Plan – Consideration of the website basics through Wireframing and discussion of the methods used to convert visitors, etc.
Design – Taking time to procure the creative ideology, branding and design underpinning the second website.
Test – A/B testing whereby the original website is assessed for its CR in comparison with the second version. This is usually undertaken numerous times with various alterations in an attempt to achieve a continuum of CR improvement. As displayed below, an Econsultancy (2016) survey shows that A/B testing is considered to be the most effective method for assessing the conversion success of a new website.
Market – Selecting appropriate methods to spread the new content to suitable audiences, such as SEO, blogs, etc.
Once these steps have been undertaken, you should have a strong idea of which version of your website is likely to facilitate the best conversion rate. If this remains unclear, feel free to carry on altering the different versions and carrying out more tests in accordance with feedback until a clearly successful style becomes prominent. For an in depth explanation of the conversion architecture concept, feel free to read this insightful post from Smart Insights (Cave, 2016).
Points for consideration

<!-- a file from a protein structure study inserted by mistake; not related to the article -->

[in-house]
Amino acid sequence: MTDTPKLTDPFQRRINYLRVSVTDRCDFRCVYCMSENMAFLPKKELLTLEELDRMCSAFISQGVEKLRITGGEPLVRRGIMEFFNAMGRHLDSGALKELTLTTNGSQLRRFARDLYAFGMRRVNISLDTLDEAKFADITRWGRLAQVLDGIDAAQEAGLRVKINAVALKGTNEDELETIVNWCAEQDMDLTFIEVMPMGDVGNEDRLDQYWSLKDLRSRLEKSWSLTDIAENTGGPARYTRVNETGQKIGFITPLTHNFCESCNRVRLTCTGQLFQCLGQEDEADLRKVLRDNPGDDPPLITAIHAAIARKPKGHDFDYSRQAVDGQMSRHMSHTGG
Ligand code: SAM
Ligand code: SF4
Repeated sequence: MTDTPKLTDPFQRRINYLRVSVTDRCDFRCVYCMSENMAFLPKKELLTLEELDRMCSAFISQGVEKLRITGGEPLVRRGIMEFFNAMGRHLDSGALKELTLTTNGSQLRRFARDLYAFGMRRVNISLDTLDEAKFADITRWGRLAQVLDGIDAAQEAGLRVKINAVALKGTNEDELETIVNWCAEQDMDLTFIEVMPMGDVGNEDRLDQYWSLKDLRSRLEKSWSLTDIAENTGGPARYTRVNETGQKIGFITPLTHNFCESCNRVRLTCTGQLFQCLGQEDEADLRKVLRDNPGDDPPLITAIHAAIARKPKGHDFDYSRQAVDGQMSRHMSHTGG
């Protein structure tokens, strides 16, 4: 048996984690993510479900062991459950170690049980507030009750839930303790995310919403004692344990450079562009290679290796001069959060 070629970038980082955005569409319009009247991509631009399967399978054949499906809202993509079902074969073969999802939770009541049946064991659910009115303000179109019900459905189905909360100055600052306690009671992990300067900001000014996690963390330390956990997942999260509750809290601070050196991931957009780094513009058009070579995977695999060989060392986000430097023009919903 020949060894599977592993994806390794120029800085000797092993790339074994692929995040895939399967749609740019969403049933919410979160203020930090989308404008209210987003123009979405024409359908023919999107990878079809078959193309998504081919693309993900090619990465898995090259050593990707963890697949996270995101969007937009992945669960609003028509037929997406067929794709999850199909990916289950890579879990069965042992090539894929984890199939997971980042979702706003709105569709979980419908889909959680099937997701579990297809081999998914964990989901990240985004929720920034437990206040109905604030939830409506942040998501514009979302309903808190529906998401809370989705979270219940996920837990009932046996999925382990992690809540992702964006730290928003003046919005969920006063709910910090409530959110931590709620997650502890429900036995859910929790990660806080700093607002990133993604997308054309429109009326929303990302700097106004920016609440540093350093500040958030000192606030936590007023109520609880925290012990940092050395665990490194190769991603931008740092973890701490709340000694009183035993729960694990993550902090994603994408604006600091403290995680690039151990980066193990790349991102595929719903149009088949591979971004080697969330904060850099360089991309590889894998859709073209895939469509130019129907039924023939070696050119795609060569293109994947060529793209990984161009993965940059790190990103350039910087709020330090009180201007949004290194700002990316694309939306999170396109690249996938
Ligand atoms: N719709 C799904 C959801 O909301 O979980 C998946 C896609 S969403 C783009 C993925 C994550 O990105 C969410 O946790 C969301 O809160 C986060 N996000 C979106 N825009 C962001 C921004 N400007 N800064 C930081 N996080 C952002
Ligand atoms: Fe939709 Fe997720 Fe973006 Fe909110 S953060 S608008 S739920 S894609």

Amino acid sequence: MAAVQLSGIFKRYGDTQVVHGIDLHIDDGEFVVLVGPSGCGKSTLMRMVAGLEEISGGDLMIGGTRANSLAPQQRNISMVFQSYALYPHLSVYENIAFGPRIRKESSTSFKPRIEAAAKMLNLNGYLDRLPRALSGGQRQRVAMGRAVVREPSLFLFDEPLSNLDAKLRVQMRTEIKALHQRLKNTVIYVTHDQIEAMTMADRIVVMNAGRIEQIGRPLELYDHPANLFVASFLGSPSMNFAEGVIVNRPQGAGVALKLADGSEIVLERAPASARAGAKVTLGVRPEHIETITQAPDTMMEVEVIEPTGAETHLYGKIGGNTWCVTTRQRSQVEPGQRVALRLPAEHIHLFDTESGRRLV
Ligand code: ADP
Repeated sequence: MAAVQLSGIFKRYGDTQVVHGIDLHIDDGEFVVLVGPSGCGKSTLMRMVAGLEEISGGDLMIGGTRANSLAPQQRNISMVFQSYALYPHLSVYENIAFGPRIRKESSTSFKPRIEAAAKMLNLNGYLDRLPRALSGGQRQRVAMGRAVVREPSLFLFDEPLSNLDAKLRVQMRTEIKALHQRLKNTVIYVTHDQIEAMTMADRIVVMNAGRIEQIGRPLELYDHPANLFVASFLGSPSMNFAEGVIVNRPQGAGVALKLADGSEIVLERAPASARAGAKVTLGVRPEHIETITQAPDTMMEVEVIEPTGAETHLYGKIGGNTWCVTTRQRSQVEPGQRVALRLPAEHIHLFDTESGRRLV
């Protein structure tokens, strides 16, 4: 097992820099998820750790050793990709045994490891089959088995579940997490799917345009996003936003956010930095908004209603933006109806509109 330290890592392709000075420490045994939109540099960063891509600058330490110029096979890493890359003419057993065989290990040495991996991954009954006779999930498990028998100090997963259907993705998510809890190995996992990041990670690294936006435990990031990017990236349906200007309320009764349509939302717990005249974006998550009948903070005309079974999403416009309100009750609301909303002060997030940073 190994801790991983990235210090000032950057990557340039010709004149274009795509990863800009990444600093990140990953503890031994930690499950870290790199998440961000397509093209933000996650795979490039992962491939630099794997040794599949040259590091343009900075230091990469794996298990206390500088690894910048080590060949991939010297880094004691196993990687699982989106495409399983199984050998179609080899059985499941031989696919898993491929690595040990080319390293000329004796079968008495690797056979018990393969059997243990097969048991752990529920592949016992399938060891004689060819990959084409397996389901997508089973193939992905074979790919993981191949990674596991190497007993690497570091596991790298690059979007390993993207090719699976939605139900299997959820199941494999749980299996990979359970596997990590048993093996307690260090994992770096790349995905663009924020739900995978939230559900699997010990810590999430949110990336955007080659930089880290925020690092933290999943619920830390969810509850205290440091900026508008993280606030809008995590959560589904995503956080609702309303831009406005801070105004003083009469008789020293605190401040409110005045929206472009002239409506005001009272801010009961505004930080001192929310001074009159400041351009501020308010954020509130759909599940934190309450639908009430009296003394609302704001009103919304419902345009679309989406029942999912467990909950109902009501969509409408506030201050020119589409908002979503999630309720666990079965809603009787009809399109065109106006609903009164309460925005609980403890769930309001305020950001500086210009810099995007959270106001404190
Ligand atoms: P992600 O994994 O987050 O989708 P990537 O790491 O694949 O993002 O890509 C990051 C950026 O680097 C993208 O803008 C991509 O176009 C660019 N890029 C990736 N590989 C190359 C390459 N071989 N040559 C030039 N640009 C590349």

The aforementioned lack of capital required will increase CRO’s appeal to many businesses, however this does not equate to CRO being an easy method of increasing lead generation, as successful CRO requires human resources rather than financial capital. Therefore, CRO involves a significant investment of time, whereby combinations of all factors (including headlines, call to action text, layout and design, colour, etc.) are thoroughly tested in order to achieve the required improvement (King, 2008 and Crook et al., 2009). If sufficient tests are not completed in a continuous search for improvement, the concept of CRO will not work.
CRO is not a quick fix to achieve marketing prowess amongst your competitors; if your company’s individual page visits are low, it may be beneficial to focus on attracting more traffic through methods such as Search Engine Optimisation (SEO), and then concentrate on conversion once the page generates sufficient traffic. SEO and CRO should be employed simultaneously for the best results (Florian, 2015).
Remember, it is imperative that any public version of your website is compliant with FCA (Financial Conduct Authority) regulations (FCA, 2017).
To conclude, CRO can be a hugely beneficial tool for your financial service business when employed in conjunction with SEO and sufficient testing of variants.
Please be aware that this blog has been written by a University of Brighton student and the content is solely representative of my perspective; however, I have experience within the provision of financial services. All queries, opinions and feedback are appreciated, so please feel free to comment below or tweet @SpeirsTom1994!